Digital ad spend in China, the UK and Norway is already 60% of all spend and other countries are expected to follow this trend imminently.

Yet sport, even or maybe especially at top level, has not been ahead of these trends. Why?

Sport has been one of the most attractive properties for broadcasters. TV delivers for sport, and vice versa. Rights holders with properties big enough to attract TV deals have been through an extraordinary and prolonged purple patch. Blue chip properties such as the Champions League have continued to generate increasing returns.

But broadcasters were already being challenged by changes in viewing behaviour, migration of advertising to online (where it goes mainly to Google and Facebook and not to video) and reduced willingness to pay. Coronavirus will accelerate those trends aggressively.

Sponsors value digital audiences, perhaps even more than broadcasters. The focus of most sponsor activation is digital. Most sponsors are looking for opportunities to cut through in digital and co-create content with rights holders.

But in truth very few properties actively value digital exposure in their commercial sponsorship sales process (this is a polite understatement) and it is generally not a key driver of price. The power of sports marketing to deliver brand awareness and brand perception and a measured impact on sales is often discussed. It’s rarely proven.

Only in ticketing, betting and retail can it be truly said that sport is “digital first”.

This must change.

Digital can deliver direct, broad and measurable audience engagement, and (yes) a clear link to sales.

A properly managed, addressable digital audience can provide direct value to rights holders as well as critical leverage in broadcast and sponsor negotiations and valuations.

Sports rights holders will have to get a proper grip of their digital potential and:

  • double down on relationships with existing fans. The more you know about them, what they’re doing and how they’re thinking, the better you can cater for them.
  • attract, engage and activate every potential digital fan. Through search, through social, through ad networks.
  • build digital products which reach fans wherever they are. And a data platform that you control which manages them all in one place.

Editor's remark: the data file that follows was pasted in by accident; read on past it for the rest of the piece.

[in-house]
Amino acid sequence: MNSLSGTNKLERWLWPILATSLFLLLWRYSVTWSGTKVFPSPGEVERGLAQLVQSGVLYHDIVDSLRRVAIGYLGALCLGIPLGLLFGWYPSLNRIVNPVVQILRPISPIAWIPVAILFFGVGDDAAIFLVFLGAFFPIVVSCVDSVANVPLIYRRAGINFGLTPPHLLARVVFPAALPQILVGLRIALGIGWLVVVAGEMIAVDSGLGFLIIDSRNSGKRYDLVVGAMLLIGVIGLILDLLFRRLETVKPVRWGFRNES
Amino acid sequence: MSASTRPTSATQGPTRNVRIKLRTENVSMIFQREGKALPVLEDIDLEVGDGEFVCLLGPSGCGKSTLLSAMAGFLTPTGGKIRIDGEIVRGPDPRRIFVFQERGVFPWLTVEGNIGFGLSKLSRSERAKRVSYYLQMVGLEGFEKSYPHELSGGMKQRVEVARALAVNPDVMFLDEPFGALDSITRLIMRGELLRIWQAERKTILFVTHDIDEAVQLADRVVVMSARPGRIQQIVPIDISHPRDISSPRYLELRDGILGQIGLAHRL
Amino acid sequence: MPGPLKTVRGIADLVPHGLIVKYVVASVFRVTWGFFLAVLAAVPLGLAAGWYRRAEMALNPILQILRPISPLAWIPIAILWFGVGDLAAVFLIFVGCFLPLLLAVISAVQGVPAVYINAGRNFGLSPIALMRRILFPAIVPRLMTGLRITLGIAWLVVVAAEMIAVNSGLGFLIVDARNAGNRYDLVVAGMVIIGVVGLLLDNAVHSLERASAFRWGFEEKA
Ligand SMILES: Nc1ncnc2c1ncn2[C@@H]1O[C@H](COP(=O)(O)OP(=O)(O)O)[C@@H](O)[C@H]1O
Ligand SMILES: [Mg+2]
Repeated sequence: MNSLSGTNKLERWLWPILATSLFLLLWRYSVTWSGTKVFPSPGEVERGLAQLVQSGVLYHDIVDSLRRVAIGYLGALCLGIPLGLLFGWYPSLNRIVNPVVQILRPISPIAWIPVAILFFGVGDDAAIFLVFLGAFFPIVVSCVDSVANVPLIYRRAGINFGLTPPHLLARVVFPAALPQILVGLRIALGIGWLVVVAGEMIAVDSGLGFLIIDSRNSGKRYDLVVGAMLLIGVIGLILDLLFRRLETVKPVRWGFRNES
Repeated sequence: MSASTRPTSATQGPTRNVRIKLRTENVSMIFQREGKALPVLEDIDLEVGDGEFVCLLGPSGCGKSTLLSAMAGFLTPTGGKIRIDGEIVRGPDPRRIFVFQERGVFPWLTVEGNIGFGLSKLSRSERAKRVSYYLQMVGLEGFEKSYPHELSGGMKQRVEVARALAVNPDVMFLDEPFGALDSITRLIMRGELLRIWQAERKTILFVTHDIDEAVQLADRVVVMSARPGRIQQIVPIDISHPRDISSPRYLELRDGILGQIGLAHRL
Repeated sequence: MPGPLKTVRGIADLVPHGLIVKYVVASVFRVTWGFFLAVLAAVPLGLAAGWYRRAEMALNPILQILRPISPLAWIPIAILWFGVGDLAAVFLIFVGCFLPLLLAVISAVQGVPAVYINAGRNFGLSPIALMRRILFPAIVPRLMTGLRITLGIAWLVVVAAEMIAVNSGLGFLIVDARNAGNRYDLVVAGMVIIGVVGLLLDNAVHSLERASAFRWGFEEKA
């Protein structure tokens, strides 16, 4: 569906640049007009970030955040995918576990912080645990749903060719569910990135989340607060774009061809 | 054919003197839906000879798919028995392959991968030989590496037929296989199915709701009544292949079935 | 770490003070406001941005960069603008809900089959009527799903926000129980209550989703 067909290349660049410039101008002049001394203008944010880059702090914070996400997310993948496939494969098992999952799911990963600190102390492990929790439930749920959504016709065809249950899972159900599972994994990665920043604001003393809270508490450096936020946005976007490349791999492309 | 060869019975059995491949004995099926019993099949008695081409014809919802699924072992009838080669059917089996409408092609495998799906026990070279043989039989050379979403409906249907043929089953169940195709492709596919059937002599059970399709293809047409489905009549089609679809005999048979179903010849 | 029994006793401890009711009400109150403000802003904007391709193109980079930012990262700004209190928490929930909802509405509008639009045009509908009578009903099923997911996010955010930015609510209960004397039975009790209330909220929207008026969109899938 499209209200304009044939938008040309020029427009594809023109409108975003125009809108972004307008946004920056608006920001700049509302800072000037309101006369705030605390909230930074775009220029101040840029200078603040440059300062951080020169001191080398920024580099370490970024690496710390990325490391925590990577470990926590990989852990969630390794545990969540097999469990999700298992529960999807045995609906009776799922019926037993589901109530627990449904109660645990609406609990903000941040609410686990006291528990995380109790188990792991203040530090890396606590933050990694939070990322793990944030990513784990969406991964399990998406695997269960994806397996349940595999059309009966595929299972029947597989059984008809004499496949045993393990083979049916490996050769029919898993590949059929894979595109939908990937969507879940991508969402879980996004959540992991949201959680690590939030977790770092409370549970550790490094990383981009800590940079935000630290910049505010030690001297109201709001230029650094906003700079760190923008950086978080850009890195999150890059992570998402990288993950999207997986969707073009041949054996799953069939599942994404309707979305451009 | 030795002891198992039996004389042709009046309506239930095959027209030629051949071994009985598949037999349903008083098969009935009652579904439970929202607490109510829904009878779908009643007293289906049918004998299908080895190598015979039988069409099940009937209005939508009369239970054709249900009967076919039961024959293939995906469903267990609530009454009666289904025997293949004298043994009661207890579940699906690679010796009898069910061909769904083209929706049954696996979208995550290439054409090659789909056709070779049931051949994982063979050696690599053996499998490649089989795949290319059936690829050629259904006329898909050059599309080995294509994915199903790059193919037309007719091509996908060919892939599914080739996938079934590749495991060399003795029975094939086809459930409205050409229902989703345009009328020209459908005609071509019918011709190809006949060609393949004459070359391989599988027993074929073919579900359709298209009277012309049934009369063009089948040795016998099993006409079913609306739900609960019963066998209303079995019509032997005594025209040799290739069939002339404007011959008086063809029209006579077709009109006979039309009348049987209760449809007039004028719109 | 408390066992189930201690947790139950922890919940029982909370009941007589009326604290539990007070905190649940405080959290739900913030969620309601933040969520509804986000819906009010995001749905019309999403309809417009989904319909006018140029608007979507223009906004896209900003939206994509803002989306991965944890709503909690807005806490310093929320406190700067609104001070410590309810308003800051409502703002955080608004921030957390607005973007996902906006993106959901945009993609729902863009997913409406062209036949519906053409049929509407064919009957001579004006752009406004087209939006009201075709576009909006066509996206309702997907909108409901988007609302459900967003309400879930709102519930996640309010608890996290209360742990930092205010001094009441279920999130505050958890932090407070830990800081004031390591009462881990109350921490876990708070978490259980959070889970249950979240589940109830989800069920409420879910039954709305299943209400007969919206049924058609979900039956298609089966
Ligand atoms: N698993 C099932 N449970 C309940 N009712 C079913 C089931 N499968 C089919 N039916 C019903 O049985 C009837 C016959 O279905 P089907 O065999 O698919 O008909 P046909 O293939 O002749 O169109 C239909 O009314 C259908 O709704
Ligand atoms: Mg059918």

• maximise digital returns from fans and sponsors and reduce dependence on broadcast deals

Behind all this is performance data. There’s a lot of data around but most likely not enough of the right people in your business are looking at it, or using it, properly.

There is potential for a new business model, beyond the rights fee, with always-on digital content, audience growth and engagement and data at its heart which drives direct and indirect value from a large range of primarily digital transactions with fans: advertising, sponsorship, subscriptions, tickets, merchandise, betting, micro payments and so on.

Digital inventory is cheap and plentiful and dominated by Google and Facebook. The tough challenge is driving direct digital revenue from fans in every country that you can find them at price points that make sense.

The hiatus is a great opportunity for rights holders and teams to get really good at this, so they are ready when live sport returns to whatever normal looks like after Coronavirus.

In truth you can’t get a grip on all this without sorting out all the things sport is generally bad at:

  • alignment between organisational business objectives and priorities and digital delivery
  • clear governance  and coordination between stakeholders
  • delivery of digital as part of services delivered to the end users not a stand alone projects or siloed departments
  • testing and retest everything you create before during and after you create it, with real users